Working Conditions: You would often work with other professionals, including operations managers, production managers, and other stakeholders. Your work could be quite stressful at times, such as when dealing with resistance to your ideas/proposals, or when facing tight deadlines or emergencies. 



Should I Become a Reliability Engineer? 

To get the most out of any career it will have to fulfill you in various personal and professional ways. Having the following personal traits and professional interests will go a long way towards helping you find satisfaction in this career:


• You have a natural aptitude in math, physics and engineering

• You’re the kind of person who studies and applies engineering principles in your spare time

• You have a keen interest in Loss Elimination, Risk Management and Life Cycle Asset Management (LCAM)

• You enjoy work that involves a wide array of duties and work environments, ranging from lab work, to office work, to production floor work

• You’re willing to learn to live by your employers’ values and codes of conduct

• You’re willing to stay ahead of the curve and seek out opportunities to learn new technologies

• You’re looking for a well-paying career with plenty of opportunities for advancement and specialization 



Who Creates Jobs for Reliability Engineers?

Reliability engineers are employed with companies in a broad array of industries, including:


• Aerospace and automotive companies

• Electronics and IT engineering companies 

• Energy utilities 

• Engineering construction companies 

• Engineering consultancies

• Government agencies (all levels)

• Medical engineering firms and consultancies

• Oil, gas, mining and petrochemical companies

• Research agencies

• The armed forces

• Colleges and universities 

• Manufacturers of commercial, consumer, industrial and institutional goods

• Equipment and machinery repair companies

• Transport companies (including roads and railways)



Reliability Engineer Jobs

Our job board below has postings for reliability engineers in Canada, the United States, the United Kingdom and Australia. 

What Career Advancement Opportunities Are There?

If you demonstrate a strong work ethic, dedication, competence, and an interest in continuously challenging yourself professionally, then plenty of opportunities to advance into roles of greater responsibility and pay will present themselves to you.


With enough experience for example, you could work on more difficult projects with greater independence to develop designs, solve problems, and make decisions. You could also move into supervisory or management roles, such as Project Engineer, or move into complimentary roles, such as becoming an engineering consultant or a highly valued specialist in a specific area of reliability engineering.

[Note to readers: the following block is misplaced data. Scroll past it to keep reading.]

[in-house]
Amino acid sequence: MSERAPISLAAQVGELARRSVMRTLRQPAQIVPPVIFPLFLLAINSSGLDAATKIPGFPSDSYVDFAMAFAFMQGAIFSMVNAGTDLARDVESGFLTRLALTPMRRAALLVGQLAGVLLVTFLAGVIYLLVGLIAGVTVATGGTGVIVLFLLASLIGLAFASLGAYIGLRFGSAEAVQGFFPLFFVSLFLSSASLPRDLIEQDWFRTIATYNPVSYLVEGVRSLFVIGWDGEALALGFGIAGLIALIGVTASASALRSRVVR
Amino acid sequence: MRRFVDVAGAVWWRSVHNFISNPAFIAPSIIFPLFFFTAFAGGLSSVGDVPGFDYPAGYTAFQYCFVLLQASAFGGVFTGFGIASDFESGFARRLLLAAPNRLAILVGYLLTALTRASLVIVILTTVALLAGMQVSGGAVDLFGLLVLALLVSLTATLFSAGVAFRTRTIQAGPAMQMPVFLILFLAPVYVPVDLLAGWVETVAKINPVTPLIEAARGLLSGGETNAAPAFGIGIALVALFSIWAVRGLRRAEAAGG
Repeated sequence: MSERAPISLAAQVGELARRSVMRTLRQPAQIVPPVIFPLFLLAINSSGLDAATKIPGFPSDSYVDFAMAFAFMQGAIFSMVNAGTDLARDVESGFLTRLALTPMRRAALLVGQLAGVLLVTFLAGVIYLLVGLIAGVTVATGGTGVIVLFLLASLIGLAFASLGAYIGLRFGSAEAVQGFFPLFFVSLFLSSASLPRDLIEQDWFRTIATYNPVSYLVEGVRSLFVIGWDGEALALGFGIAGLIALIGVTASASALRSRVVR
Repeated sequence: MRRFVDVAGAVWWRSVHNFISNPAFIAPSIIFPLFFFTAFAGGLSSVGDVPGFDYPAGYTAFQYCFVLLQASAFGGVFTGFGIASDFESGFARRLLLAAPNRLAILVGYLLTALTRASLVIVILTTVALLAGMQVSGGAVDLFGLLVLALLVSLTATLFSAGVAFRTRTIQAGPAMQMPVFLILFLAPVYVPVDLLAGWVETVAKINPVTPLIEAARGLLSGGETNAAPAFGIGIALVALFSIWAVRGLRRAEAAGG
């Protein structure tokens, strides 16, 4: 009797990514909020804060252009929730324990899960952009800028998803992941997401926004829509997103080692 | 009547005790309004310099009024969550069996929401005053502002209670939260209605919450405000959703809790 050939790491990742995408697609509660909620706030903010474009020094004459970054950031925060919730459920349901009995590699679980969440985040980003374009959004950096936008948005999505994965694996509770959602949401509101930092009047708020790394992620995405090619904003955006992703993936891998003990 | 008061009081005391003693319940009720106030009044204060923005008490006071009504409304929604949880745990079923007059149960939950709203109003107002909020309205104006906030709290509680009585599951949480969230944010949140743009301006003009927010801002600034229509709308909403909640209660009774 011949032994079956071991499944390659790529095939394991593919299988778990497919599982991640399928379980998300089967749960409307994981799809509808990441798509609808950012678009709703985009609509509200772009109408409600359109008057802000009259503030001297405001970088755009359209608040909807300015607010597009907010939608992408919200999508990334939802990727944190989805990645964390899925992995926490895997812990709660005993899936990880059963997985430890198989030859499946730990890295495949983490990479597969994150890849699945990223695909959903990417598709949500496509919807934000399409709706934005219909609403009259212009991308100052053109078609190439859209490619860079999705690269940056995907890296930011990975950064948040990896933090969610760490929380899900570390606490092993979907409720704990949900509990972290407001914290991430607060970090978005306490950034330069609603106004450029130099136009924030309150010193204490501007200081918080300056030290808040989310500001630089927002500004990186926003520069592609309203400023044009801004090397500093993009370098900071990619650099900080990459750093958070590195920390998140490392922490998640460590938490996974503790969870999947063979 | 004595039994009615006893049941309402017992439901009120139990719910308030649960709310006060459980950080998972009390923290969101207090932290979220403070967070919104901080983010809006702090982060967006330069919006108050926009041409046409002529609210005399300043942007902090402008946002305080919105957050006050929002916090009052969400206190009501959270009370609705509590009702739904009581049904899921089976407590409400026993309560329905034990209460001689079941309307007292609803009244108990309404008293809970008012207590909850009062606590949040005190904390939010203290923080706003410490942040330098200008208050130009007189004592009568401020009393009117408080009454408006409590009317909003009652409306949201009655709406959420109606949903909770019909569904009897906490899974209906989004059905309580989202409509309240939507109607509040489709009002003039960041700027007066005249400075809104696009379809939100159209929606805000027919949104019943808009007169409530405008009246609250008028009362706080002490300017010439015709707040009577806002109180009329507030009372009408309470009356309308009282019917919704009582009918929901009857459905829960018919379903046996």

Alternatively, you could choose to work in an outside area of operations or administration related to reliability engineering, such as business development, technical sales, purchasing, manufacturing management, or marketing.

Choosing to Become a Specialist?


Success Tip: Obtaining a master’s degree facilitates specialization and develops expertise in an area of reliability engineering.



What are Careers Similar to “Reliability Engineer”?

Listed below are careers that may be in the same field, or they may involve many of the same skills, competencies and/or responsibilities as “Reliability Engineer”:


• Cost Analyst

• Industrial Engineer

• Maintenance Engineer

• Manufacturing Engineer

• Mechanical Engineer

• Process Engineer

• Project Engineer

• Project Manager

• Quality Control Specialist



What Are Scholarships for Becoming a Reliability Engineer? 

The “Majors in Our Database Relevant for this Career” section below lists fields of study that are relevant to becoming a Reliability Engineer. You can search for relevant scholarships by finding those majors on our “Any Field of Study Scholarships” page.


Success Tip: Be sure to apply for any scholarships that you even barely qualify for, as there are millions of dollars of scholarships that go unused every year due to a lack of applicants!




Please consult the following resources to learn more about what it takes to become a reliability engineer:


• Occupational Profile: “Mechanical Engineer.” (n.d.). Alberta Government - Alberta Learning Information Service. Retrieved March 20, 2017.

• Occupational Outlook Handbook: “Mechanical Engineers.” (n.d.). United States Bureau of Labor Statistics. Retrieved March 20, 2017.

• Articles: “Where Do Reliability Engineers Come From?” Dr. Klaus Blache (n.d.). Reliability Web. Retrieved March 20, 2017.

• Resources: “What’s the role of the Reliability Engineer?” (n.d.). LCE- Life Cycle Engineering. Retrieved March 20, 2017.


Please Note: Some of the information for this career guide was compiled from actual job postings, which due to their brief online existence are not listed here as sources.



Majors in Our Database Relevant for Becoming a Reliability Engineer

We have career guides for over 60 university majors in our database. Below we've outlined those that are most relevant to becoming a reliability engineer. Click on the links to see what else you can do with these majors!


Top Banner Image: